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The family of an airport worker who stole a plane from Seattle's main airport before crashing into an island have expressed their shock and grief.

The family of 29-year-old Richard Russell, who liked to be called Beebo, delivered a statement to the media.

Read out by family friend Mike Mathews, the statement said: "He was a faithful husband, loving son and a good friend.

"A childhood friend remarked that Beebo was loved by everyone because he was kind and gentle to each person he met.

Image: Family friend Mike Mathews read out the prepared statement

"This is a complete shock to us. We are devastated by these events and Jesus is truly the only one holding this family together, without him we would be hopeless.

"As the voice recordings show, Beebo's intent was not to harm anyone. He was right in saying that there are so many people who have loved him."

His family also thanked the authorities for being both "helpful" and "respectful".

Mr Russell, a ground service employee with Horizon Air, has not been officially named by authorities but his family have revealed his identity.

In a video posted on YouTube last December, Mr Russell shows luggage coming off and being loaded onto aircraft, and describes what the life of a ground service agent can entail.

"That means I lift a lot of bags, like a lot of bags, so many bags," he says, adding, "it allows me to do some pretty cool things, too."

Richard Russell is seen in a video he produced for his YouTube channel
Image: Mr Russell seen in the video he produced for his YouTube channel

There are then shots of trips he took, including flying over Alaskan fjords, visiting lavender fields in France, touring in Yucatan, Mexico, and attending a hurling match in Dublin, Ireland.

"It evens out in the end," he says at the end of the video.

Mr Russell told an air traffic controller he was "just a broken man" minutes before the Horizon Air 76-seater plane he is suspected of stealing crashed in dense woodland on Ketron Island on Friday night.

Witnesses filmed the passenger plane performing loops and being pursued by two F-15 military jets near Seattle-Tacoma International Airport in Washington state before it went down.

The sheriff's office said they believed the crash was caused by "doing stunts in [the] air or lack of flying skills".

They said F-15 fighter jets were scrambled from Portland and "made it within a few minutes of theft of plane".

The stolen plane has crashed near Ketron Island in Pierce County, Washington
Image: The stolen plane crashed near Ketron Island in Pierce County, Washington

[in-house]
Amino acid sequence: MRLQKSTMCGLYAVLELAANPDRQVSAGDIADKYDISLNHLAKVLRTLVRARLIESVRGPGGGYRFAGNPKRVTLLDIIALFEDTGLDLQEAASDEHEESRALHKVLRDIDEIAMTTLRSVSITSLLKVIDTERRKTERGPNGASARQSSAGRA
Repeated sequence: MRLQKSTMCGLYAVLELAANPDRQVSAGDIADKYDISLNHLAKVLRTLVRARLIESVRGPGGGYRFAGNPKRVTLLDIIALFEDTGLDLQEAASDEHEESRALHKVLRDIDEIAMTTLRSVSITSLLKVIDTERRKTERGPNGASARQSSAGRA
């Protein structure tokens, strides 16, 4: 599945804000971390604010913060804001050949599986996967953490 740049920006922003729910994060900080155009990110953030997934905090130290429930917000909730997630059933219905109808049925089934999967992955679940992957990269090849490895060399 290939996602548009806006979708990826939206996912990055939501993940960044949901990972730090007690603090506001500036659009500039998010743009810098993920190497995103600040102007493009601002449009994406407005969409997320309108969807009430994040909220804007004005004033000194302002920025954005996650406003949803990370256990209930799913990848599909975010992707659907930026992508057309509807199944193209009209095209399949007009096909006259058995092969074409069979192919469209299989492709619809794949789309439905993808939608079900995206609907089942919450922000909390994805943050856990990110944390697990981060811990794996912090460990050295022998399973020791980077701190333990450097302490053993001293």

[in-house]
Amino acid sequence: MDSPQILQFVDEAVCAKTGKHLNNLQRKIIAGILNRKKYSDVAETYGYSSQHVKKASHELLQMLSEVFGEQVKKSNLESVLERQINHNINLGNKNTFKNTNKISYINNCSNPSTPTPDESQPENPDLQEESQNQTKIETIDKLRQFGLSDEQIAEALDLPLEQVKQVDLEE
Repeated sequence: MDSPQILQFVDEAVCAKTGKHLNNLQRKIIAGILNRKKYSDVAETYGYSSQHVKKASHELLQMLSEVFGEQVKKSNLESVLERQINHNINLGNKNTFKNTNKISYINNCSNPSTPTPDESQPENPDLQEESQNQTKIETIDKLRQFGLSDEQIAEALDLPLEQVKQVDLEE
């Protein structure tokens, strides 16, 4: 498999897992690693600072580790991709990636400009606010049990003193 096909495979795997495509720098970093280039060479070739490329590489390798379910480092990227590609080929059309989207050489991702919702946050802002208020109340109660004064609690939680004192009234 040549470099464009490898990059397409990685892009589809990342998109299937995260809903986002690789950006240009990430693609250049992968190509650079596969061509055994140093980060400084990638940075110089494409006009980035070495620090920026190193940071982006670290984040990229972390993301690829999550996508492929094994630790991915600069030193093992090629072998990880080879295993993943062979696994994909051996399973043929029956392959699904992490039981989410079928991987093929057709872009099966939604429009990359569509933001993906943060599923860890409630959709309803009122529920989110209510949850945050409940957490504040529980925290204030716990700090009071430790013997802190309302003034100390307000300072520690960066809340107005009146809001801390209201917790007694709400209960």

One witness filmed the plane doing a large loop-the-loop, which they first thought was part of an air show rehearsal.

John Waldron told CNN: "I started to capture video, just because I thought it was, kind of bizarre… [The plane did] a complete loop… I couldn't believe he recovered."

Mr Waldron said the plane at its lowest point was no more than 100ft (30.5m) above the water.

He said "the pilot then pulled pretty much straight up and kind of at an angle", adding he "somehow he got it levelled back off and then made his way down toward the island".

As Mr Waldron was preparing to "run and take cover", he looked back and "saw a bright, pinpoint area of flame".

Air traffic controllers tried to encourage the pilot to land 0:32
Video: Air traffic control: 'We don't want you to get hurt'

Audio exchanges between an air traffic controller and the pilot, Mr Russell, have been released.

In one, the controller can be heard telling the pilot: "What we don't want to see is you get hurt or anyone else get hurt, so like I said, if you want to land, that's probably the best way to go."

The pilot – who is addressed as "Rich" in the recordings – says he's "got a lot of people that care about me" and that he was "just a broken guy".

Pierce County Sheriff Paul Pastor described the incident as a "joyride gone terribly wrong", adding that the pilot "did something foolish and may well have paid with his life".

Plane seen diving moments before crash 0:59
Video: Plane seen diving moments before crash

Alaska Airlines and Horizon Air officials said they were still working closely with authorities to investigate what happened.

"Safety is our number one goal," Alaska Airlines CEO Mr Tilden said.

"Last night's event is going to push us to learn what we can from this tragedy so that we can ensure this does not happen again at Alaska Air Group or at any other airline."

More from United States

:: Anyone feeling emotionally distressed or suicidal can call Samaritans for help on 116 123 or email [email protected] in the UK. In the US, call the Samaritans branch in your area or 1 (800) 273-TALK.

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